Today is Korea’s Independence Day (March 1st), and it represents the beginning of the movement to win independence from Japan. On March 1, 1919, when Korea had been occupied by Japan for ten years already, Nationalists tried to read the Declaration of Independence. March 1st represents Korea’s Independence Movement. While all governmental offices were closed and Korean flags were hanging from street lamps on every road, much of the country simply treated the day just as any other day to work and consume. Considering how nationalistic Koreans are and quick to distinguish themselves from their Japanese neighbors, I was quite surprised that this holiday is not celebrated with more grandeur. My host dad, for example, went to work, while my siblings were excited to have one more day off of school before the new school year begins. No parades, no parties, no commemorative coins. Nothing close to the festivities of American Fourth of July (which I missed in 2010 and will miss once again this year).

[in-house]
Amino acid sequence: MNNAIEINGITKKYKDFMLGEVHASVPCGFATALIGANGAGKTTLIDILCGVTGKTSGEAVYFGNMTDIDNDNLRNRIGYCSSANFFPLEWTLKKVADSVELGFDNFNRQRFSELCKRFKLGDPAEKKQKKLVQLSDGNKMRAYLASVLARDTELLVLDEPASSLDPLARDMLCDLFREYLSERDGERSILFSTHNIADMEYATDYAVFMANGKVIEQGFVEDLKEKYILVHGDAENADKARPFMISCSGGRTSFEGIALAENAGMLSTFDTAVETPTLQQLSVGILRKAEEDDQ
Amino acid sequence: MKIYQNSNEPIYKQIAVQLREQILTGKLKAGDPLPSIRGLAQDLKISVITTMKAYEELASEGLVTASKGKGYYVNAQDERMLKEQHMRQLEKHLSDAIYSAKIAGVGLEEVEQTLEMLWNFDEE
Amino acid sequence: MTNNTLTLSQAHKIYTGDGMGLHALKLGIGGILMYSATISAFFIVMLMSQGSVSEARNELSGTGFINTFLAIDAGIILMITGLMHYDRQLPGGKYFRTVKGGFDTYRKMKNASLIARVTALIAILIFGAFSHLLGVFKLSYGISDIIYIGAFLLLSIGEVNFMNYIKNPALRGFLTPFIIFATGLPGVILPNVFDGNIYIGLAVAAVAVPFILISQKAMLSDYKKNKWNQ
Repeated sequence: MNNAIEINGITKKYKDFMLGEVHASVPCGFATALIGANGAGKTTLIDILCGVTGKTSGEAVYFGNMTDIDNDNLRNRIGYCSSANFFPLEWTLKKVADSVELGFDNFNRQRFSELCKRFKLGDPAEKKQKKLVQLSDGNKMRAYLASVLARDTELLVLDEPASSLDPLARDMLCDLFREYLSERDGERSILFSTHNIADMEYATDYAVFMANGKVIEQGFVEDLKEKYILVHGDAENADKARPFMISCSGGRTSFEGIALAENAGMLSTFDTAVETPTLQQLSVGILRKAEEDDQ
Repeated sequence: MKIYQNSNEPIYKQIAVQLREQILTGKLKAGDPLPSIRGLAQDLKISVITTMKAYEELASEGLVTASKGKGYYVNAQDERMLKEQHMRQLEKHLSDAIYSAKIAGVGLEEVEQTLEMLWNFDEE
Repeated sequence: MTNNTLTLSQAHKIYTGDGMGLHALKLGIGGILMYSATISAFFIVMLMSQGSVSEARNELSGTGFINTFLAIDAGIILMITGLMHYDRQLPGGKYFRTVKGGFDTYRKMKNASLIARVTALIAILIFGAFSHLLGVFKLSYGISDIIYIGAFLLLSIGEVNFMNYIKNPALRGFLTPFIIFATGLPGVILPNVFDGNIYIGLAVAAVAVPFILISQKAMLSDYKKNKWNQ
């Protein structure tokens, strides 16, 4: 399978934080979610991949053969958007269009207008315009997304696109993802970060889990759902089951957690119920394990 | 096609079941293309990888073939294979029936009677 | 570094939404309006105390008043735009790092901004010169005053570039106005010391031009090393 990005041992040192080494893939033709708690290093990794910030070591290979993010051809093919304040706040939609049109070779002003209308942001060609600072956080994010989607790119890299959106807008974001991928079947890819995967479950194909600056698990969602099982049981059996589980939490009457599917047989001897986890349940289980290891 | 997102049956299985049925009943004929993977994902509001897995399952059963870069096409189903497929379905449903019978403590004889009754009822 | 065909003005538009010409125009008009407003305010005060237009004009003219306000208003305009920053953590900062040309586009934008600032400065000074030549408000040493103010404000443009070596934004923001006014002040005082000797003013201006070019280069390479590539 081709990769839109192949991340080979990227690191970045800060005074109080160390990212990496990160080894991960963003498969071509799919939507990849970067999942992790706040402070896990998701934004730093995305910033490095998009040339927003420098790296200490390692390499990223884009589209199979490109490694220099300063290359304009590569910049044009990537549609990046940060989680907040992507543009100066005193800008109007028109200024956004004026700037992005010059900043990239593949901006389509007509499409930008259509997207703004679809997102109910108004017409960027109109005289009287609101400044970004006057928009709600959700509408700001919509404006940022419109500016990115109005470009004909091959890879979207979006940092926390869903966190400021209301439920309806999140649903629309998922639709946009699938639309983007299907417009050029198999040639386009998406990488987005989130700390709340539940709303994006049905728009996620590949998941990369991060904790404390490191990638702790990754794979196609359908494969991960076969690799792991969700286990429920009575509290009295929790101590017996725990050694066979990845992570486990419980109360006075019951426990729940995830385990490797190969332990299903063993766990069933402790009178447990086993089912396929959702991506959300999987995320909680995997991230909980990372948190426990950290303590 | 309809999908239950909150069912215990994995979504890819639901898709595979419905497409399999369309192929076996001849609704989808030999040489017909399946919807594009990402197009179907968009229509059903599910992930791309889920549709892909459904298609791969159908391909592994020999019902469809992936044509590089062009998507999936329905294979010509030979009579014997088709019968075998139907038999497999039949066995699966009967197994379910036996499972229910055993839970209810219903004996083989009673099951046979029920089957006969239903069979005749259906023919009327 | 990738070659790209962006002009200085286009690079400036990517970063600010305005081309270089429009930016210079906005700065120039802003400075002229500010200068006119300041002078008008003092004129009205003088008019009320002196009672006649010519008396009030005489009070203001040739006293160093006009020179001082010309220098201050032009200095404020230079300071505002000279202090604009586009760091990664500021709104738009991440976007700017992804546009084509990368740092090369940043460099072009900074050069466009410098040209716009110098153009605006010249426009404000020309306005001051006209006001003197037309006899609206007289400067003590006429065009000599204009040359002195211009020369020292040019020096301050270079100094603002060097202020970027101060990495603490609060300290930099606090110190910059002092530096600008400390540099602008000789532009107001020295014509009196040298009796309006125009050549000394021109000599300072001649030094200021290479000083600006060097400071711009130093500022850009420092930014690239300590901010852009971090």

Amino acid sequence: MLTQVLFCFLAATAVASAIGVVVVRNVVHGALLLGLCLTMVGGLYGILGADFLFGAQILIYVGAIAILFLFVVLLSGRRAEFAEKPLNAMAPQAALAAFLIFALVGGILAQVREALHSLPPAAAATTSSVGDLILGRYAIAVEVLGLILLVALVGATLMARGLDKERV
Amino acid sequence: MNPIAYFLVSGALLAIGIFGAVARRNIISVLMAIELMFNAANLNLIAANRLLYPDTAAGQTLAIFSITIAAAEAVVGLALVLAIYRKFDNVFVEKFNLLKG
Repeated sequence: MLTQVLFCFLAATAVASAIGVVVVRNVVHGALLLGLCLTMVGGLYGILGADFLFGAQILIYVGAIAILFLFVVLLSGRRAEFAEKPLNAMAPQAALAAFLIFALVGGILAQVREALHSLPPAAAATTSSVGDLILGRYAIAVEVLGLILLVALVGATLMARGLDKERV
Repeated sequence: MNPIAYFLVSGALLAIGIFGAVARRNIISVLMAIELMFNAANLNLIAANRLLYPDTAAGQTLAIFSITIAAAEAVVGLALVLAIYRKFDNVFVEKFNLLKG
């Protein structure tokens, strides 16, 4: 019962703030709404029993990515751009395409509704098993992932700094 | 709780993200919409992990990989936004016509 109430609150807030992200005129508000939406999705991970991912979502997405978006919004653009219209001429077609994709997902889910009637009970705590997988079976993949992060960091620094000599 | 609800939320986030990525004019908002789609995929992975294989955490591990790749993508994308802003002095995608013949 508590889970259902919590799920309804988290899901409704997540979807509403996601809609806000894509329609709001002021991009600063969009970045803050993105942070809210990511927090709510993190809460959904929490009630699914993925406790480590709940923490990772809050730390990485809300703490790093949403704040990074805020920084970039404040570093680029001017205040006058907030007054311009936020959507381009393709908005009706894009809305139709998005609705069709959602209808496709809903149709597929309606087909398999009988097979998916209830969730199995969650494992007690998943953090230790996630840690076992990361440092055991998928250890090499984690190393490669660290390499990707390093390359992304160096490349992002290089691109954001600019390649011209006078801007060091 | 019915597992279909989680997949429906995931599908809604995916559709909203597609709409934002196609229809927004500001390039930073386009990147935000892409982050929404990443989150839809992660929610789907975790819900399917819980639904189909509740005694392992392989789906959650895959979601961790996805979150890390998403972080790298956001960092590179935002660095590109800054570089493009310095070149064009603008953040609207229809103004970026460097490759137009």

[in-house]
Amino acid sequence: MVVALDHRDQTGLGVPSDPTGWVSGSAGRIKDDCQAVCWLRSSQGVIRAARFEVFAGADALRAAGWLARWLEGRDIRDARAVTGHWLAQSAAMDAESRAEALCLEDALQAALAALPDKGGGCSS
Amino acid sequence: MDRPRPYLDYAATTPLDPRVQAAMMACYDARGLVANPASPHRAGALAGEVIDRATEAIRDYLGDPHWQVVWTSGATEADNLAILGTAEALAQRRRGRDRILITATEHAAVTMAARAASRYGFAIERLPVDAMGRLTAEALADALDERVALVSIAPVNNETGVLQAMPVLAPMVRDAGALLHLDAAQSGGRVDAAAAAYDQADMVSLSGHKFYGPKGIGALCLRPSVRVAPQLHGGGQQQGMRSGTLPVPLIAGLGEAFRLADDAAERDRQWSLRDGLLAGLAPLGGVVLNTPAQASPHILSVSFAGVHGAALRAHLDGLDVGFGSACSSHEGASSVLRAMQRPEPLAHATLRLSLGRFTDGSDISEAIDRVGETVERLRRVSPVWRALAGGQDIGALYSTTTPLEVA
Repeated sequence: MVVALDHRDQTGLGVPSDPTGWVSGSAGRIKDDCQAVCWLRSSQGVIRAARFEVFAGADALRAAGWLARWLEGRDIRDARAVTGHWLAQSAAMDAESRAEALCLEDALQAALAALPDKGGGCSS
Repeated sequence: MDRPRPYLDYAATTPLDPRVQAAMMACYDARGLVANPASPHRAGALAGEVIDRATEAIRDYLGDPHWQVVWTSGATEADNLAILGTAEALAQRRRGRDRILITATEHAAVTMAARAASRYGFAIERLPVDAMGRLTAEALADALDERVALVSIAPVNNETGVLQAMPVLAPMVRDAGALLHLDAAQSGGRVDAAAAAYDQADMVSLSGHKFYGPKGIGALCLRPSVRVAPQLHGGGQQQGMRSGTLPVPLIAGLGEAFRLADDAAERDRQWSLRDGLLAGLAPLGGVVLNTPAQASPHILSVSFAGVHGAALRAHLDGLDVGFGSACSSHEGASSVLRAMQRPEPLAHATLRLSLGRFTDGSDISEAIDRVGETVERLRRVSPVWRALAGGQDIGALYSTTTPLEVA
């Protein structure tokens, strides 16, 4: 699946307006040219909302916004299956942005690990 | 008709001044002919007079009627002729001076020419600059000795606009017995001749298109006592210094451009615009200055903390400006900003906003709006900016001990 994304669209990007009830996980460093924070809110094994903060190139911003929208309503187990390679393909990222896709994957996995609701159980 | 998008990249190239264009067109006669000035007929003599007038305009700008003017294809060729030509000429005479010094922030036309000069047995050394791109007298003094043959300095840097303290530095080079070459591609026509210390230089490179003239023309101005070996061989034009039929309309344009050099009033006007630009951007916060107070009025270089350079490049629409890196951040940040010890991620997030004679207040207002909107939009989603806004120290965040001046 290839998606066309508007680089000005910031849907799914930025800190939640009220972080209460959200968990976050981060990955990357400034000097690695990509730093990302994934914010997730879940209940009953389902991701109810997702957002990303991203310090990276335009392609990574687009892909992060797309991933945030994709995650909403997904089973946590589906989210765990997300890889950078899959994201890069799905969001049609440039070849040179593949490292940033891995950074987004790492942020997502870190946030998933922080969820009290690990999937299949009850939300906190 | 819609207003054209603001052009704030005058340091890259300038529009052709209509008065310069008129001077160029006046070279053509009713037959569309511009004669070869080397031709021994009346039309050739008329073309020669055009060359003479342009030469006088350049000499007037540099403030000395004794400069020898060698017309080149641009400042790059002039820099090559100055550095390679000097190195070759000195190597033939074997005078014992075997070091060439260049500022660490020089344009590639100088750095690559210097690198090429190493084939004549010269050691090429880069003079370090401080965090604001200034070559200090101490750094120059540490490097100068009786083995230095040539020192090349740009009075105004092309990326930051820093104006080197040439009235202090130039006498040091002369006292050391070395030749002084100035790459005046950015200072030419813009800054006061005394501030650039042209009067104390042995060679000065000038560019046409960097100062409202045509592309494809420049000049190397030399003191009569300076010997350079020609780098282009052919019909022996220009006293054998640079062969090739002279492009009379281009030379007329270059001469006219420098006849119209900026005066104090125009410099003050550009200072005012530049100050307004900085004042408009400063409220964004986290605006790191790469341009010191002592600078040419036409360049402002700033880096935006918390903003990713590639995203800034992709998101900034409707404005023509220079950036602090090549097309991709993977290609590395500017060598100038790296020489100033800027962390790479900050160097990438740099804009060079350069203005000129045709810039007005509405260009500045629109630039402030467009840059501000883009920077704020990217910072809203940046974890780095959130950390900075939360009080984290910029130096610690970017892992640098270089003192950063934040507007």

And this is how South Korea is commemorating March 1st with the North: flying propaganda-laden balloons over the border
On a different note, tomorrow is the first day of the new school year! The school year in Korea starts in March, unlike the US. I’m sad that my two-month paid vacation is coming to a brutal halt. After experiencing the warmest winter days that Los Angeles has experience (87 degrees in February, people!), I’m pouting about the rainy wind and overcast weather in Cheongju.
I guess a health report is overdue. My ACL surgery was quite successful, thanks to the genius of my surgeon. Thrice a week, I dutifully went to USC for physical therapy (and devoured Al pastor tacos from LA food trucks afterwards), and I am happy to report that my recovery is far speedier than any other patient my therapists have seen. Of course, they were reluctant to say it to my face lest my ego inflate and implode. j/k! Running is 5 weeks down the road, but I can walk up stairs (though not down), ride a bicycle, and do mad lunge/squat combinations. I hope to be able to run on the beaches of Jejudo, the island where Fulbrighters will be convening for a conference in one month’s time.